A 64-year-old man fell from a height of 3 m in a building and complained of severe back pain at the thoracolumbar junction. (A) Preoperative plain film demonstrated a burst fracture of L1. (B) Sagittal computed tomography reconstruction showed a spinous process fracture on L1 and a slight widening of the facet joints (T12–L1 and L1–L2), which confirmed the diagnosis of posterior ligamentous complex involvement. (C) Postoperative plain film of the thoracolumbar spine depicting pedicle screw fixation T11–L3. (D) Well-maintained sagittal alignment at 1-year follow-up.
asj-2018-0125f1.jpg
Fig. 2.
A 24-year-old woman was injured in a motor vehicle accident. On admission, the patient was neurologically intact. (A) Preoperative plain film showed a flexion-distraction injury at T12–L1 and mild superior endplate fracture of L1. (B) Axial computed tomography scan showed empty facet joints. (C) Postoperative plain film detailing a pedicle screw-instrumented spine at T11–L2. (D) Flexion and extension radiographs 1 year after the injury show satisfactory alignment.
asj-2018-0125f2.jpg
Fig. 3.
Consolidated standards of reporting trials flow diagram showing the progress of study participants throughout the trial.
asj-2018-0125f3.jpg
Fig. 4.
Median and interquartile range of drainage output during the first 24 hours and the subsequent 24- to 48-hour and 48- to 72-hour periods after operation.
asj-2018-0125f4.jpg
Table 1.
The inclusion and exclusion criteria
Inclusion criteria Exclusion criteria
Men and women, 18 to 70 years of age with injuries involving the thoracic or lumbar spine (Thoracolumbar Injury Classification and Severity score ≥5) undergoing long-segment instrumented poste- rior spinal fusion with local autologous bone graft Renal insufficiency
History of thromboembolic events (e.g., pulmonary embolism, embolic stroke, and deep venous thrombosis)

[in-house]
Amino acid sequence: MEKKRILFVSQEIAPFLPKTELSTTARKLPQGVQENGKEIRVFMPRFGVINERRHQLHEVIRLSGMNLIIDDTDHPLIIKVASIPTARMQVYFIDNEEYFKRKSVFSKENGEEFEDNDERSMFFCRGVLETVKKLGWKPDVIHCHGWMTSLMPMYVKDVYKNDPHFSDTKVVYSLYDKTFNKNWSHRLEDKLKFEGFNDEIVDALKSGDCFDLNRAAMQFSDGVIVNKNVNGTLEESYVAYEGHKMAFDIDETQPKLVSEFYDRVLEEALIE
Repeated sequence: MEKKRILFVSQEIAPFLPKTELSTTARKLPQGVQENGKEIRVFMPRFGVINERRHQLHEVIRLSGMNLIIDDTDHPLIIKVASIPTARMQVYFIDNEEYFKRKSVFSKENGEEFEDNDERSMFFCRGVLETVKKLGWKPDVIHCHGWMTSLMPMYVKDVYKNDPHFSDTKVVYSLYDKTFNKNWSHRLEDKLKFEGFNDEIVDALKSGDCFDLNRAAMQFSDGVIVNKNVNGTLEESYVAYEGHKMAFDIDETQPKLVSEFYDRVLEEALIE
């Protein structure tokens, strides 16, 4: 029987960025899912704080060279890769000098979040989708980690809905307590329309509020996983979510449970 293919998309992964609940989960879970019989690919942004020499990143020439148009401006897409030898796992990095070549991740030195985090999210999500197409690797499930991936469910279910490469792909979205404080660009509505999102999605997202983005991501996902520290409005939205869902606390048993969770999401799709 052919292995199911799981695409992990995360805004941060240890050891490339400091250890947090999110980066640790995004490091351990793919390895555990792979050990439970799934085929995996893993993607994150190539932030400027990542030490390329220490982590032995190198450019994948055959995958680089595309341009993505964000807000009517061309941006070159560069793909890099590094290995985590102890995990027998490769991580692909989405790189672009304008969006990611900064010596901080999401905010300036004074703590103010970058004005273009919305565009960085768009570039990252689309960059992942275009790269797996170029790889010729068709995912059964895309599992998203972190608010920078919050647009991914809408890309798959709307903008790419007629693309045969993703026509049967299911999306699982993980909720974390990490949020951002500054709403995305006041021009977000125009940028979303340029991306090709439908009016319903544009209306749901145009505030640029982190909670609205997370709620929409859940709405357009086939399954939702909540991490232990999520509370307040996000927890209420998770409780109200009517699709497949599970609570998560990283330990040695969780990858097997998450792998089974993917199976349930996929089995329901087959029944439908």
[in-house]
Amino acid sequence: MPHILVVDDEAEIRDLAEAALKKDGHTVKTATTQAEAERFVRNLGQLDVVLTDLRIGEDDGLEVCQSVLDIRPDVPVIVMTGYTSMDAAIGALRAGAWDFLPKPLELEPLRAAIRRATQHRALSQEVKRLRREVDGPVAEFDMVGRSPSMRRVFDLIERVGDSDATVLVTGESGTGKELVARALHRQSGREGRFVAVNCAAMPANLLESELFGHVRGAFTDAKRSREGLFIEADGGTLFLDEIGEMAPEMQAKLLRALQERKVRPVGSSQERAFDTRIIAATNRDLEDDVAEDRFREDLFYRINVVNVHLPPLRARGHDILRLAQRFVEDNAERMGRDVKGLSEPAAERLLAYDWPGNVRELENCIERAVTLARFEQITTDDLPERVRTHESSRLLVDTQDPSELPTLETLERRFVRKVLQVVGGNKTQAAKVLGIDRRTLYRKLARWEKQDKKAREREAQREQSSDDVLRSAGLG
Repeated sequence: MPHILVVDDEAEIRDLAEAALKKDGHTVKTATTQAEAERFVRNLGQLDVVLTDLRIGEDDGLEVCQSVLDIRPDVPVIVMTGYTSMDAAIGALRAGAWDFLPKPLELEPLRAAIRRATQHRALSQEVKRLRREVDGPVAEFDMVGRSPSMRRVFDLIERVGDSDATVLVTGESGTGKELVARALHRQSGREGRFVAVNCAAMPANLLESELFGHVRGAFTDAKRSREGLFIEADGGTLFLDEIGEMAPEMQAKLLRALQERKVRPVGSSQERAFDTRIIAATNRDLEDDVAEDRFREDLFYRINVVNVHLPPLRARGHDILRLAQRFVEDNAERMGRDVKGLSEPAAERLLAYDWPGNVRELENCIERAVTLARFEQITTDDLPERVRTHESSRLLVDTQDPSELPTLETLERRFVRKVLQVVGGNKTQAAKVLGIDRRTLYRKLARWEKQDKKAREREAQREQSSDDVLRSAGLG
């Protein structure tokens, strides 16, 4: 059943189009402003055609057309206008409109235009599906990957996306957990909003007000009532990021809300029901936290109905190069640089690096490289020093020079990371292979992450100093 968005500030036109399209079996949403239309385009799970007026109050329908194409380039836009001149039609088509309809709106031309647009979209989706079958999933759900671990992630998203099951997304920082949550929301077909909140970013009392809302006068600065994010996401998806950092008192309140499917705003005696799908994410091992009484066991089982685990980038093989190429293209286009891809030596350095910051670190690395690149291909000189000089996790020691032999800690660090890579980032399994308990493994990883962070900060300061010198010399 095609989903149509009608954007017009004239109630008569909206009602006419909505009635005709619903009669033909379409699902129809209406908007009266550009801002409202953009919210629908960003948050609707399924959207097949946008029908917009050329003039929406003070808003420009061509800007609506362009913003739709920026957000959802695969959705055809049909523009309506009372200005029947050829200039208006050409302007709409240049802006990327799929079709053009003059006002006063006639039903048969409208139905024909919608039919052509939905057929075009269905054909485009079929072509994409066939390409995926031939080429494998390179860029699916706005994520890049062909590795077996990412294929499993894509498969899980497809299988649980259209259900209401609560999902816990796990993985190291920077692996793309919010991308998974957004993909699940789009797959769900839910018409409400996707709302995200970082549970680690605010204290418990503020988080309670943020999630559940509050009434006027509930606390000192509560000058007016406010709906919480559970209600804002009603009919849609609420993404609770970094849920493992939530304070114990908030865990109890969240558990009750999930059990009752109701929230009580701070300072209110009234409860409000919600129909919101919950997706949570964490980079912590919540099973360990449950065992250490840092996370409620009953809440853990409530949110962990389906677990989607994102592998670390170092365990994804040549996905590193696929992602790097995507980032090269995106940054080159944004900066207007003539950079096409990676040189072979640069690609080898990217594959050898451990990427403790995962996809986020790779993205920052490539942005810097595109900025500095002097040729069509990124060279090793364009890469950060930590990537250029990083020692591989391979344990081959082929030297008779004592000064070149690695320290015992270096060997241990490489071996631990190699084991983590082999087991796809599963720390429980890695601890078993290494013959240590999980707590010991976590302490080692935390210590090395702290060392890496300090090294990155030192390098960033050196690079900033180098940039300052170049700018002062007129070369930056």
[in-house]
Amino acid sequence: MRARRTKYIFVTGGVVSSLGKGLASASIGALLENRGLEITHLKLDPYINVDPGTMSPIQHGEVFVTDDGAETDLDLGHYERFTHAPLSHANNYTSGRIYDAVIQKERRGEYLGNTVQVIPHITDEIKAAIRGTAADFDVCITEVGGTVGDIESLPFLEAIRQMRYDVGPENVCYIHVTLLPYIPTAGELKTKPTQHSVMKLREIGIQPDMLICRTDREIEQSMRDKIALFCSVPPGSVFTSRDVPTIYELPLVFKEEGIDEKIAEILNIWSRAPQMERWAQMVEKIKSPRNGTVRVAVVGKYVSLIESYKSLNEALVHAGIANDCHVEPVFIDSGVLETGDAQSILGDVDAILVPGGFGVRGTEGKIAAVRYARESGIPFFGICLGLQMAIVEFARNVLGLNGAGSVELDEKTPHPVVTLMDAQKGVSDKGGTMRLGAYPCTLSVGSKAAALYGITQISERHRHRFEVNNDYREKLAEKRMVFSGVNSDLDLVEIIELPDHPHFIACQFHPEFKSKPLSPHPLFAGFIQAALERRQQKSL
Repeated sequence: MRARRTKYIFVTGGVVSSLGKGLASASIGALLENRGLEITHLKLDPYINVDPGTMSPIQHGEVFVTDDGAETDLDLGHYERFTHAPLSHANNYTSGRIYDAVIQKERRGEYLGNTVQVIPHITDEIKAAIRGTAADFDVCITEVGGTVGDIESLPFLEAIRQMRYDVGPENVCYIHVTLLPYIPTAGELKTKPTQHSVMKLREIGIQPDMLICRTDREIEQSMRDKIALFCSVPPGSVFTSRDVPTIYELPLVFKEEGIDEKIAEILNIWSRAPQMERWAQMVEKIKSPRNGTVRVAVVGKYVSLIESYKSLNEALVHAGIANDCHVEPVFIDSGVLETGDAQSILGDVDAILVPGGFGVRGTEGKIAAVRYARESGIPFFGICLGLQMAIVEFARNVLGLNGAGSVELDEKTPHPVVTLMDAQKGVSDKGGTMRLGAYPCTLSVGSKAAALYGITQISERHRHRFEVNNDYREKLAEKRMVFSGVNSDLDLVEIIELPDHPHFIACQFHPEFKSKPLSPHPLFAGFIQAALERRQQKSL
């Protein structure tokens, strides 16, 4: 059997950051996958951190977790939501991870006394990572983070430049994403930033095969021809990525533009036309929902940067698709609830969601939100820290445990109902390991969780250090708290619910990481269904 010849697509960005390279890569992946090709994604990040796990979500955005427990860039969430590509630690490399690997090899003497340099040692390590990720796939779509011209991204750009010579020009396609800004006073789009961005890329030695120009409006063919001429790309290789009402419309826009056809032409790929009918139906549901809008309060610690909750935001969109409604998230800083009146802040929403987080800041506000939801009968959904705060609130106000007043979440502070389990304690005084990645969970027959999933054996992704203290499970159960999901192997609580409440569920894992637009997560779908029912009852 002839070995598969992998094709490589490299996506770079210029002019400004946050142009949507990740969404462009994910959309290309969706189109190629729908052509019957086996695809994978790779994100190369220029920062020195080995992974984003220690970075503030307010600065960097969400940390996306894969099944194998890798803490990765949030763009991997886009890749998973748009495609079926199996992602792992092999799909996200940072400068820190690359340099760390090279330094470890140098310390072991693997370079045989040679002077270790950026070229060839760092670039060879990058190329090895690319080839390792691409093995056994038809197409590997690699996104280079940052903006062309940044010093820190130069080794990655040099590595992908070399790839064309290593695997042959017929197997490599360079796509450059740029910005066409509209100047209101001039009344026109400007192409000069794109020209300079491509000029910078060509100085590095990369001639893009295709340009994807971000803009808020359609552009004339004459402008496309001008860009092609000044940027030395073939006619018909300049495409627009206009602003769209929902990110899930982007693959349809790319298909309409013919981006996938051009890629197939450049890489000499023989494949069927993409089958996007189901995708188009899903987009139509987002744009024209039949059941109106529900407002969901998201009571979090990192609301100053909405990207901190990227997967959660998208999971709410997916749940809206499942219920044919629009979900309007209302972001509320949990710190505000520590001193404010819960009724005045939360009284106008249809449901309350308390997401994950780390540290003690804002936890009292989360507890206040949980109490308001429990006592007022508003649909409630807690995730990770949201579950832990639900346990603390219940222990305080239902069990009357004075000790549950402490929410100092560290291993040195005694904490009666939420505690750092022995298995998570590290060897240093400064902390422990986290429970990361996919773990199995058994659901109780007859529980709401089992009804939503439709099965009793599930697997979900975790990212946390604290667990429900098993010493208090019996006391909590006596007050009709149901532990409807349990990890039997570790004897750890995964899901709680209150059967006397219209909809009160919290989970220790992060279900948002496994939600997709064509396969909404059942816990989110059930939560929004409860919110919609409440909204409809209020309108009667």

No neurological deficits History of significant cardiovascular diseases (e.g., unstable angina, recent myocardial infarction, significant arrhythmia, and uncontrolled hypertension)
American Society of Anesthesiologists physical status class I, II, or III
History of acquired defective color vision Coagulation disorder
Gross hematuria or microhematuria
Displaced laminar fracture on computed tomography axial section that might be associated with dural tears
Allergy to tranexamic acid
Take aspirin or nonsteroidal anti-inflammatory drugs within a week before randomization and during the hospitalization
Table 2.
General baseline characteristics (n=57)
Characteristic Topical tranexamic acid group (n=29) Control group (n=28) p-value
Age (yr) 52 (33.5–55.5) 51.5 (33.5–58.0) 0.45a)
Sex 0.23b)
 Male 20 (69.1) 15 (53.6)
 Female 9 (30.9) 13 (46.4)
Body mass index (kg/m2) 22.2±3.3 22.3±3.2 0.87c)
Thoracolumbar Injury Classification and Severity score 0.12b)
 5 21 (72.4) 26 (92.9)
 6 1 (3.5) -
 7 7 (24.1) 2 (7.1)
Mechanism of injury 0.98b)
 Fall from height 20 (69.0) 18 (64.3)
 Motorcycle accident 4 (13.8) 4 (14.2)
 Motor vehicle accident 4 (13.8) 5 (17.9)
 Stuck by a heavy object 1 (3.4) 1 (3.6)
Fractured level 0.29b)
 T11 3 (10.3) 1 (3.6)
 T12 8 (27.6) 5 (17.9)
 L1 16 (55.2) 16 (57.1)
 L2 2 (6.9) 6 (21.4)
American Society of Anesthesiologists physical status 0.56b)
 1 or 2 22 (75.9) 23 (82.1)
 3 7 (24.1) 5 (17.9)
Preoperative anterior body height loss (%) 49.4±14.3 46.0±13.0 0.36c)
Fracture body angle (°) 19.9±6.1 20.2±8.3 0.89c)
Operative time (min) 98.6±18.2 91.0±18.6 0.12c)
Intraoperative fluid volume (mL) 1,753.5±365.5 1,882.1±434.5 0.23c)
Intraoperative total estimated blood loss (mL) 260.3±166.0 265.0±146.6 0.90c)

Values are presented as median (interquartile range), number (%), or mean±standard deviation.

a) Result of Mann–Whitney U-test.

b) Result of chi-square test.

c) Result of two sample t -test.

Table 3.
Results of the data analysis for length of stay, time from injury to surgery, drain removal time, radiographic parameters, postoperative blood loss, VAS scores and follow-up duration between the topical TXA and the control group
Variable Topical TXA group (n=29) Control group (n=28) p-value
Length of stay (day) 12.9±5.1 17.3±6.5 0.00a)
Time from injury to surgery (day) 5.2±3.6 6.8±3.5 0.09a)
Postoperative hospitalization (day) 7.7±2.7 10.4±6.2 0.03a)
Drain removal time (day) 2.8±0.9 3.2±0.8 0.04a)
Postoperative anterior body height loss (%) 17.3±10.6 15.5±12.7 0.57a)
Postoperative fracture body angle (°) 10.2±4.8 9.1±5.2 0.43a)
Postoperative blood loss (mL)
 Dressing gauze blood loss 32.2±26.9 43±28.1 0.14a)
 Drainage blood loss 246.7±125 445.7±211.1 0.00a)
 Total blood loss 279±135.2 488.8±223.5 0.00a)
VAS
 VAS at 24 hr before operation 5 (4–5) 5 (4–6) 0.52b)
 VAS at 24 hr after operation 7 (6.5–8) 7 (7–8) 0.80b)
 VAS at 48 hr after operation 6 (5–8) 5.5 (5–7) 0.23b)
 VAS at discharge from hospital 3 (2–5) 3.5 (3–5.8) 0.67b)
Follow-up duration (mo) 28.1±4.6 26.9±4.7 0.36b)

Values are presented as mean±standard deviation or median (interquartile range). Bold type is considered statistically significant (p <0.05).

VAS, Visual Analog Scale; TXA, tranexamic acid.

a) Result of two sample t-test.

b) Result of Mann–Whitney U-test.